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Posts from the "Pedestrian Safety" Category

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Sidewalk Cycling Ban Again Proposed for Downtown San Jose

Cyclist_on_Sidewalk_with_Peds

A bicyclist navigates between pedestrians on a downtown San Jose sidewalk. Residents have complained of reckless behavior by cyclists on sidewalks for years. Photo: City of San Jose

San Jose Department of Transportation (SJDOT) officials announced at a community meeting Wednesday evening that a downtown sidewalk cycling ban is again under consideration, explaining that the “Walk Your Bike” signs and banners installed in December 2013 had largely failed to convince bicyclists to ride in the streets rather than on sidewalks.

Three members of the city’s Senior Citizens Commission spoke in support of a ban, describing the serious safety hazards that some bicyclists riding on downtown sidewalks have posed to pedestrians.

“I’ve been hit twice on Santa Clara Street,” said Commissioner Martha O’Connell. “If I get hit by a bike, it’s a serious thing for me and a lot of other seniors. Bikers come so close to [pedestrians] that they actually touch their jackets when they pass them.”

O’Connell and other commissioners have diligently documented with photos and written statements the hazard posed by cyclists riding too fast and swerving on downtown sidewalks. ”Adult bicyclists continue to ride recklessly on the downtown sidewalks while the bike lanes remain largely empty,” O’Connell wrote in March 2013, in support of a ban on sidewalk cycling.

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One of 140 “Walk Your Bike” signs installed on sidewalks in downtown San Jose in June 2014. Photo: City of San Jose

In an effort to shift bicyclists from the sidewalks, SJDOT blanketed downtown with “Walk Your Bike” signs: 140 green signs and 170 blue pavement markers. No city ordinance was passed requiring cyclists to walk bikes on sidewalks, though. Educational banners installed downtown also encouraged cyclists to walk on sidewalks and ride in the streets. But SJDOT counts taken at three locations showed no significant shift in sidewalk cycling between December 2013 and August 2014.

“At this point we really haven’t accomplished enough behavior change to say it’s successful,” summarized Active Transportation Manager John Brazil. “Now we’re looking at recommending some type of ordinance to the City Council’s Transportation & Environment Committee.” Under the proposed ordinance described by Mr. Brazil, anyone 13 years and older could be ticketed by the police for cycling on any sidewalk in San Jose’s “Downtown Pedestrian Priority Zone”, a high pedestrian traffic area bounded by Almaden Boulevard, 4th Street, St John Street, and San Salvador Street.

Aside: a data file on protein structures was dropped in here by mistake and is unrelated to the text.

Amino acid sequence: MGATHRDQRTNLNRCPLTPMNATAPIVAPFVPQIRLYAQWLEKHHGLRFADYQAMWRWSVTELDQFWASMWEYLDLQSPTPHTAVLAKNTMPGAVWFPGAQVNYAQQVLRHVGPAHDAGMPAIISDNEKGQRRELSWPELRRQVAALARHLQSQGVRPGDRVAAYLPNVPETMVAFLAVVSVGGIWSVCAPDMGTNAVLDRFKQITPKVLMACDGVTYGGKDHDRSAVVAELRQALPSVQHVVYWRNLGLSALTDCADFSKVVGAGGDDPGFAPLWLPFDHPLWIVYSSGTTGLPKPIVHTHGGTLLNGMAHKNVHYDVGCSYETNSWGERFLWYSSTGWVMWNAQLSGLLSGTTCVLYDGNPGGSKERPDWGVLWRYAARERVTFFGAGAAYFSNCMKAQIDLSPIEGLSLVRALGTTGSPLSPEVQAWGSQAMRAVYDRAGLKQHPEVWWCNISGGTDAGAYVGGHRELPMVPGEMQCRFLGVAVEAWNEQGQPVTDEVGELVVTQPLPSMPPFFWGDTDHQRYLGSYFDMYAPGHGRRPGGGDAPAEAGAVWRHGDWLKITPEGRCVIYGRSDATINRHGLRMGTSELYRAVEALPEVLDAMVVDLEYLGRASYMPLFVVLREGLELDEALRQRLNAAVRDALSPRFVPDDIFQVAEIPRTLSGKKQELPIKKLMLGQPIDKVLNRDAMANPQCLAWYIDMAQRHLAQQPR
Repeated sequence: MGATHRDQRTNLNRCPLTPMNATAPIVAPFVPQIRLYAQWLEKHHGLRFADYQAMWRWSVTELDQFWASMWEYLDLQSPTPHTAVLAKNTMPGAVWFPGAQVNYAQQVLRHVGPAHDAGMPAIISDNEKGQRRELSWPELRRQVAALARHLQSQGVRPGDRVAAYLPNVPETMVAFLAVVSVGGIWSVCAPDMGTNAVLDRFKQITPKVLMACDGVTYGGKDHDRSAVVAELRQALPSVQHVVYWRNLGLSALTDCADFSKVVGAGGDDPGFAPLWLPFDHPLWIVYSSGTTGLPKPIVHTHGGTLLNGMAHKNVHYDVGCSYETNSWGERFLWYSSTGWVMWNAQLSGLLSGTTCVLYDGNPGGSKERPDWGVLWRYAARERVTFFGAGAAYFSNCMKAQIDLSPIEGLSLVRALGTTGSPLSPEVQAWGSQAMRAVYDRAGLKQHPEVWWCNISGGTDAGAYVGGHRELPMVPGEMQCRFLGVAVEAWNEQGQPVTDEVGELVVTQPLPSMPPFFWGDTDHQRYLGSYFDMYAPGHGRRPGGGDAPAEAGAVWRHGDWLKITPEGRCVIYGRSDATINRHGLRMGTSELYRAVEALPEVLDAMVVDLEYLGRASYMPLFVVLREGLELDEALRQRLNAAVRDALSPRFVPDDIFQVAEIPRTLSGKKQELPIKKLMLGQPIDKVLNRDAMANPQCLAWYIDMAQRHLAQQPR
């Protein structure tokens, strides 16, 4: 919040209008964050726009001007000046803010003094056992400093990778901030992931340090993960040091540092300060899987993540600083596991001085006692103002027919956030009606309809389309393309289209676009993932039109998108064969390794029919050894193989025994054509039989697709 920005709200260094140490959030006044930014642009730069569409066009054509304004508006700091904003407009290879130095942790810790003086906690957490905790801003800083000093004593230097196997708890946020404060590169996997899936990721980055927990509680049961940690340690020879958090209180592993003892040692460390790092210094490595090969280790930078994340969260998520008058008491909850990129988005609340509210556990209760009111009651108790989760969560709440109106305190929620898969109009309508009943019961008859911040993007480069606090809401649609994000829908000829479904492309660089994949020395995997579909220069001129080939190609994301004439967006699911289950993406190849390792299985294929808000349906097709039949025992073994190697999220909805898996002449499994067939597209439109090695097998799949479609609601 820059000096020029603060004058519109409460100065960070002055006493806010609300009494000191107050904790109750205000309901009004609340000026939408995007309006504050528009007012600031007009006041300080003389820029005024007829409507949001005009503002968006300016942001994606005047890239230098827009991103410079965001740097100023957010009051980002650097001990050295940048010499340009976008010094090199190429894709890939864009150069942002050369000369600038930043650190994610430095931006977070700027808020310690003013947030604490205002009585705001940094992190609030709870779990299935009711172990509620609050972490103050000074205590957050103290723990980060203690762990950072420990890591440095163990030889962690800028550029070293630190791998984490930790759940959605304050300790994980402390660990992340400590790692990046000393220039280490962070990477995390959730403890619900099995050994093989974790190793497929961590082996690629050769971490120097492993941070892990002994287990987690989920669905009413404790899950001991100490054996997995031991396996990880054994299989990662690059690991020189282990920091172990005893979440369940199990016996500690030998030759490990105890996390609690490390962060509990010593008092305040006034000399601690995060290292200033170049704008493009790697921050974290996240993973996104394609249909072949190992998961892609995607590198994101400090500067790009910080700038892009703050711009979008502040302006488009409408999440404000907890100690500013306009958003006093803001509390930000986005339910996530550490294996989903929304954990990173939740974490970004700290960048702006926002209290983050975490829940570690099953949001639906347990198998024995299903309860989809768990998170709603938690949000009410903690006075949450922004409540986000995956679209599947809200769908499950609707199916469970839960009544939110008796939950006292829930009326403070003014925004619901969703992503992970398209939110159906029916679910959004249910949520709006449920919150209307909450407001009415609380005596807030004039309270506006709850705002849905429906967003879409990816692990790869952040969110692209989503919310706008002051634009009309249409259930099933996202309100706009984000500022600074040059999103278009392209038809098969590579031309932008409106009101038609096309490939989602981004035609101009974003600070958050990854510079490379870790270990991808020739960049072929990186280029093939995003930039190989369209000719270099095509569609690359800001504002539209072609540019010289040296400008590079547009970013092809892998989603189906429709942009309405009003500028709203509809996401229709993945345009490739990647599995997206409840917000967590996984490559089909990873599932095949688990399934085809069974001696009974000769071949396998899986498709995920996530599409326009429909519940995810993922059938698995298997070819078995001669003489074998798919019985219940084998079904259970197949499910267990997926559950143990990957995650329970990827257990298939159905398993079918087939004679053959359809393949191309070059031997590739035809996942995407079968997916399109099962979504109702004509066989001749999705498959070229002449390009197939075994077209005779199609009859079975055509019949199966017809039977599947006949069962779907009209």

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SFMTA Launches a Smarter Safe Streets Ad Campaign

The SFMTA has launched a new ad campaign called “Safe Streets SF” that takes the most thoughtful approach to addressing the causes of pedestrian injuries of any city campaign thus far.

The ads have started rolling out on Muni buses. One depicts cars stopped in front of a busy, unmarked crosswalk, with the text, “It Stops Here.” A side panel says “all intersections are crosswalks” — a message aimed at combating the misconception that crosswalks aren’t legal unless they’re marked.

“We’ll be targeting the driver violations of pedestrian rights-of-way that are responsible for nearly two-thirds of all pedestrian collisions,” said SFMTA Director Ed Reiskin at an agency board meeting yesterday. “We’re trying not to just put random ads out there, but to really be thoughtful and strategic about what behaviors we’re targeting.”

Reiskin said the campaign, part of Vision Zero, is a collaboration between the SFMTA, SFPD, Department of Public Health, and Walk SF. Next month, it will be complemented by “24 high-visibility enforcement days” from police on streets with high rates of pedestrian injuries. “Officers will be on the streets citing drivers for violating pedestrian rights-of-way,” Reiskin said, noting that it will add to SFPD’s ongoing “Focus on the Five” enforcement campaign.

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Eyes on the Street: New Car-Free Fourth Street Extension at UCSF Campus

Andy Thornley rides on the new block of Fourth Street at UCSF Mission Bay. Photo: Jessica Kuo

The extension of Fourth Street with a car-free promenade appears mostly complete at the University of California, San Francisco campus in Mission Bay. In 2012 we reported on how this project can connect 16th Street to Mariposa Street and the Dogpatch neighborhood without inviting more car traffic as UCSF builds out its development.

The new block features a public plaza and bikeway running through it, and it’s designed to allow emergency vehicle access. On each end are car drop-offs. It’s one block of walking and biking bliss bookended by the usual car-dominated city streets.

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Tomorrow: Hearing on Traffic Signals to Speed Muni on Haight, McAllister

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A snapshot of the SFMTA’s plans for Upper Haight. See the full plan here [PDF].

On the agenda [PDF] for tomorrow’s SFMTA public engineering hearing are proposals to speed up Muni lines with transit-priority traffic signals and bus bulb-outs along Haight and McAllister Streets. These types of changes are central to the Muni Transit Effectiveness Project, but some residents have voiced concerns about replacing stop signs with traffic signals and requiring pedestrians to wait before crossing.

The SFMTA plans to replace stop signs with signals at ten intersections on Haight and five on McAllister. These would be transit-priority signals, meaning that they will stay green when they detect approaching buses on the 5-Fulton, 71-Haight/Noriega, and 6-Parnassus lines.

On the 5, the SFMTA predicts that the signals alone will save 1.5 minutes in each direction, in addition to six minutes saved by adding bus bulb-outs, removing and relocating some stops, and adding right-turn lanes to keep turning cars out of the way. On Haight itself, those improvements are also expected to save three minutes for the 71 and 6, in addition to several more minutes of savings thanks to the contra-flow bus lane being constructed at Market Street. The SFMTA says intersections without signals or stop signs will receive traffic calming treatments, to encourage drivers to yield to people crossing.